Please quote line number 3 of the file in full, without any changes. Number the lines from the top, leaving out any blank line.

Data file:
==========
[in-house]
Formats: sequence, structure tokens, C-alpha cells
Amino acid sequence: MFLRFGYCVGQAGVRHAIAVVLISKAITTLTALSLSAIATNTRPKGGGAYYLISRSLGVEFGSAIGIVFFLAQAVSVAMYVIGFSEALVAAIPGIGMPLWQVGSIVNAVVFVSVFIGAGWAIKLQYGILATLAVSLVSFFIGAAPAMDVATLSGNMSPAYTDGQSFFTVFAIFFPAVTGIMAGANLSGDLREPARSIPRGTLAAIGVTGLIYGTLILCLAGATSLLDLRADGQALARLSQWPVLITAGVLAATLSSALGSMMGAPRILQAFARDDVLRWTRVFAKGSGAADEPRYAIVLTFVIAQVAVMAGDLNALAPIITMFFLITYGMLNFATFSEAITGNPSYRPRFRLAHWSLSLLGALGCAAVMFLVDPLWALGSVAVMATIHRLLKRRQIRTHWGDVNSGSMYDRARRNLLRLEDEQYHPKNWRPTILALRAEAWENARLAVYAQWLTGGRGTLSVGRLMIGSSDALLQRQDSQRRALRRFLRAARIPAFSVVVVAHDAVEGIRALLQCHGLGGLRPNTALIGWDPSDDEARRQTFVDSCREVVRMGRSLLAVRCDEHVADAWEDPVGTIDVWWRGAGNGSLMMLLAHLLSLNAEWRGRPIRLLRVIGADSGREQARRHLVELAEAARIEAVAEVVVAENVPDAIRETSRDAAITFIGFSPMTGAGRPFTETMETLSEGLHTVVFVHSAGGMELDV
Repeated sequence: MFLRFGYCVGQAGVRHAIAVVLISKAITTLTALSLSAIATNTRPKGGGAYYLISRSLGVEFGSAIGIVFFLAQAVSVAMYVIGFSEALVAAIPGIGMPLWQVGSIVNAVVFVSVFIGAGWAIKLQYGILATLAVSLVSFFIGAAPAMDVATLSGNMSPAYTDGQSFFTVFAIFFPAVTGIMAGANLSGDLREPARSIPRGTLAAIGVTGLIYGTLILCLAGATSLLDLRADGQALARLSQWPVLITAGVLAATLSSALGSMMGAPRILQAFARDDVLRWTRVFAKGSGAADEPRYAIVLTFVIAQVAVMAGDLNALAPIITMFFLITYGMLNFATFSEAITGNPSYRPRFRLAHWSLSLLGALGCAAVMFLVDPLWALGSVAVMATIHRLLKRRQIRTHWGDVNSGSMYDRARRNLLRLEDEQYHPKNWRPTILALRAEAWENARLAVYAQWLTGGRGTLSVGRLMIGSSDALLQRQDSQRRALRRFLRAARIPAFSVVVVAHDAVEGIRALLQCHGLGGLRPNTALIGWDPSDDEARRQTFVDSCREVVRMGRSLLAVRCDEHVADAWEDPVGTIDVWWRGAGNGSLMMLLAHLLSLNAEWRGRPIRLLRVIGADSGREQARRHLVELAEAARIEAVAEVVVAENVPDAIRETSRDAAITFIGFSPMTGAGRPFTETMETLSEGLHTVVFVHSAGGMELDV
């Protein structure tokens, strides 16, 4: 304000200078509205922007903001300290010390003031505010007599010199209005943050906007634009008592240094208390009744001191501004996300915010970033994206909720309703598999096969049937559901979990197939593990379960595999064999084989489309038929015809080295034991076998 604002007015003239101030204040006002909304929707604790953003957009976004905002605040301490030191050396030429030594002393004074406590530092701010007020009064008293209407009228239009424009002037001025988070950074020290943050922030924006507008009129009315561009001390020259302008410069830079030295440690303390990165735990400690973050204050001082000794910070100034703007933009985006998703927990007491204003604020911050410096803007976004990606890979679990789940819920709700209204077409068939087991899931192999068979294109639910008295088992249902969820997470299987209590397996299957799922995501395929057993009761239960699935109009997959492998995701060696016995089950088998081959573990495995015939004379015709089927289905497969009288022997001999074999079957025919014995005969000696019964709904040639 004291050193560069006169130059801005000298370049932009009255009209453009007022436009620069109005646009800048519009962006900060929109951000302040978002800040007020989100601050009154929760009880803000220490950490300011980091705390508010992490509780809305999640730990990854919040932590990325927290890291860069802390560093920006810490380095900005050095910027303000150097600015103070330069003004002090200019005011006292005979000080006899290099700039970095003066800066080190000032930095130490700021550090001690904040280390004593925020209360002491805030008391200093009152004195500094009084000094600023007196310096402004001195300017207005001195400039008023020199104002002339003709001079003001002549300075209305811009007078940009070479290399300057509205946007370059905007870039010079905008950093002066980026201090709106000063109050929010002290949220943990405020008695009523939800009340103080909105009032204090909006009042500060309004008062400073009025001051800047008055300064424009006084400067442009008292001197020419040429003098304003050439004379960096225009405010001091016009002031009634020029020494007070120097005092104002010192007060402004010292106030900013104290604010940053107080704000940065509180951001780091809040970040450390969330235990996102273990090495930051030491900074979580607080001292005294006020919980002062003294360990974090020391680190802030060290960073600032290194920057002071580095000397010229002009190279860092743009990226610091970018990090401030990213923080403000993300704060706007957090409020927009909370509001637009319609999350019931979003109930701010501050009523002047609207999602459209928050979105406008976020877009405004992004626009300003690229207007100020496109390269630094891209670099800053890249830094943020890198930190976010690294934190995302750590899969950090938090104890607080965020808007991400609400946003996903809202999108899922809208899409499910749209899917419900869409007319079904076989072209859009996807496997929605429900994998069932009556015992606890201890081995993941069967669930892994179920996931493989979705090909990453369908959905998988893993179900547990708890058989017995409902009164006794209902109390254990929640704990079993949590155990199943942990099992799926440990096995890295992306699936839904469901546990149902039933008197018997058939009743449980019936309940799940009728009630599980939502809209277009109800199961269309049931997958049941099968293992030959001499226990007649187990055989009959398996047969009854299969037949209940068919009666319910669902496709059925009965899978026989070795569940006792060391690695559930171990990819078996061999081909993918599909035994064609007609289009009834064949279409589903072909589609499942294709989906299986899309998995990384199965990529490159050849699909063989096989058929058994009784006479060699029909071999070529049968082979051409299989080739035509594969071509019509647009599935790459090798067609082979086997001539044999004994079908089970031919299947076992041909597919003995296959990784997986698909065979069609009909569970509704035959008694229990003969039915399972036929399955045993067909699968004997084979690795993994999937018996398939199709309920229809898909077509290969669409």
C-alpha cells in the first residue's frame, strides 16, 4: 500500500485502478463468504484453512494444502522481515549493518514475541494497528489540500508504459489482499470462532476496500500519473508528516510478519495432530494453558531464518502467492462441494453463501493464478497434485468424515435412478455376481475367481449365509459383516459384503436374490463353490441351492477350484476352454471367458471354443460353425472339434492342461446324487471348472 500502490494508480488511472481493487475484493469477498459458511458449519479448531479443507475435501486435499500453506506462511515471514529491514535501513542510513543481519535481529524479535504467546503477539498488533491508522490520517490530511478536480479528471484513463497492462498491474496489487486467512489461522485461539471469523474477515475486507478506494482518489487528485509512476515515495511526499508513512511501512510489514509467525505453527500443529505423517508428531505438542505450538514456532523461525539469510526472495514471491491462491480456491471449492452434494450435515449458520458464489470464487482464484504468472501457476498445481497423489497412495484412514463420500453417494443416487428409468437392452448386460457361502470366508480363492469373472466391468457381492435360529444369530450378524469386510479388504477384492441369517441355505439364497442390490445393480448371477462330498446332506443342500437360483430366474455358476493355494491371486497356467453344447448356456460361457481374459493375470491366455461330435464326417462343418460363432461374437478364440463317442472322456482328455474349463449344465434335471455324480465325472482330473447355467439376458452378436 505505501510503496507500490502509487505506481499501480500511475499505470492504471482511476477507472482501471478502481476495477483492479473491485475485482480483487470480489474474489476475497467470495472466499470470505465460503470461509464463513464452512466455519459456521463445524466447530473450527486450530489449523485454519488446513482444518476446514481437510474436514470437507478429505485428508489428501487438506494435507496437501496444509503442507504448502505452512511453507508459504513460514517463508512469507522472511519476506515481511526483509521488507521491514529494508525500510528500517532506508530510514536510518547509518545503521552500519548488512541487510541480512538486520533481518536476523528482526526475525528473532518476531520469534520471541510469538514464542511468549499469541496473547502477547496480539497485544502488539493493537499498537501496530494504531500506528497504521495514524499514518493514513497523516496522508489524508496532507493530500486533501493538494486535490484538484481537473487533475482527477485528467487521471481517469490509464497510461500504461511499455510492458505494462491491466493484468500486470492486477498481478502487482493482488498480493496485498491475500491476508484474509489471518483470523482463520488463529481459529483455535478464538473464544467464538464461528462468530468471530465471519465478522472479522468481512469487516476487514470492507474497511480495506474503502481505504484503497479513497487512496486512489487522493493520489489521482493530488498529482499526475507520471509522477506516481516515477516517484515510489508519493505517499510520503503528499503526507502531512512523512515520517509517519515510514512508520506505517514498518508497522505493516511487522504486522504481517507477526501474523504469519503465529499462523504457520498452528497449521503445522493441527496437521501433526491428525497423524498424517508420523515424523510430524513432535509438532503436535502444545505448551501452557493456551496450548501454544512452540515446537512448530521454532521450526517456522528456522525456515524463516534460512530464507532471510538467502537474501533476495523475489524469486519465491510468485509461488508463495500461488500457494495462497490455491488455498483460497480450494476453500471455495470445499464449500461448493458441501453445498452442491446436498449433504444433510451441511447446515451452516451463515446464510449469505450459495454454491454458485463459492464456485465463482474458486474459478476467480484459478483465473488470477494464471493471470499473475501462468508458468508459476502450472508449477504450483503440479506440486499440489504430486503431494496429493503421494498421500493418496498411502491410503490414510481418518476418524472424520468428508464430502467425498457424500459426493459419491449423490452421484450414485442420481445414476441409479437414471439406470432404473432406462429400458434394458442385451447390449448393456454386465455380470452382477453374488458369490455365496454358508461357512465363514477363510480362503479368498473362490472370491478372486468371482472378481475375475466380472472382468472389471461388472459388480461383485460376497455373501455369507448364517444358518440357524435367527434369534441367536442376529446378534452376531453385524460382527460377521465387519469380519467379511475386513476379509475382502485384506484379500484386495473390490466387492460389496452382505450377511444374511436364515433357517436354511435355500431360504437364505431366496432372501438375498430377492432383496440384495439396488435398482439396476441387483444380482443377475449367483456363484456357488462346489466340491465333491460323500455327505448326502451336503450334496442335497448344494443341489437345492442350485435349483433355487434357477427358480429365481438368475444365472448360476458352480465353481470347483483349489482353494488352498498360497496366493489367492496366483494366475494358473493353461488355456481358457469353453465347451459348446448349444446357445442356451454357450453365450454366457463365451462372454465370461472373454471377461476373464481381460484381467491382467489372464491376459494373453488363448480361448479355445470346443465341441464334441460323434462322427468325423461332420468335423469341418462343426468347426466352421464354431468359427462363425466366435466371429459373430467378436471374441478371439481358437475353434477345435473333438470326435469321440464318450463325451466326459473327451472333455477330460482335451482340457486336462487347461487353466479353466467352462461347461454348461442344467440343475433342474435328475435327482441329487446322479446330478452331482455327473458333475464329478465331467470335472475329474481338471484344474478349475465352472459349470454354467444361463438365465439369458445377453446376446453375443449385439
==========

Amino acid sequence: MFLRFGYCVGQAGVRHAIAVVLISKAITTLTALSLSAIATNTRPKGGGAYYLISRSLGVEFGSAIGIVFFLAQAVSVAMYVIGFSEALVAAIPGIGMPLWQVGSIVNAVVFVSVFIGAGWAIKLQYGILATLAVSLVSFFIGAAPAMDVATLSGNMSPAYTDGQSFFTVFAIFFPAVTGIMAGANLSGDLREPARSIPRGTLAAIGVTGLIYGTLILCLAGATSLLDLRADGQALARLSQWPVLITAGVLAATLSSALGSMMGAPRILQAFARDDVLRWTRVFAKGSGAADEPRYAIVLTFVIAQVAVMAGDLNALAPIITMFFLITYGMLNFATFSEAITGNPSYRPRFRLAHWSLSLLGALGCAAVMFLVDPLWALGSVAVMATIHRLLKRRQIRTHWGDVNSGSMYDRARRNLLRLEDEQYHPKNWRPTILALRAEAWENARLAVYAQWLTGGRGTLSVGRLMIGSSDALLQRQDSQRRALRRFLRAARIPAFSVVVVAHDAVEGIRALLQCHGLGGLRPNTALIGWDPSDDEARRQTFVDSCREVVRMGRSLLAVRCDEHVADAWEDPVGTIDVWWRGAGNGSLMMLLAHLLSLNAEWRGRPIRLLRVIGADSGREQARRHLVELAEAARIEAVAEVVVAENVPDAIRETSRDAAITFIGFSPMTGAGRPFTETMETLSEGLHTVVFVHSAGGMELDV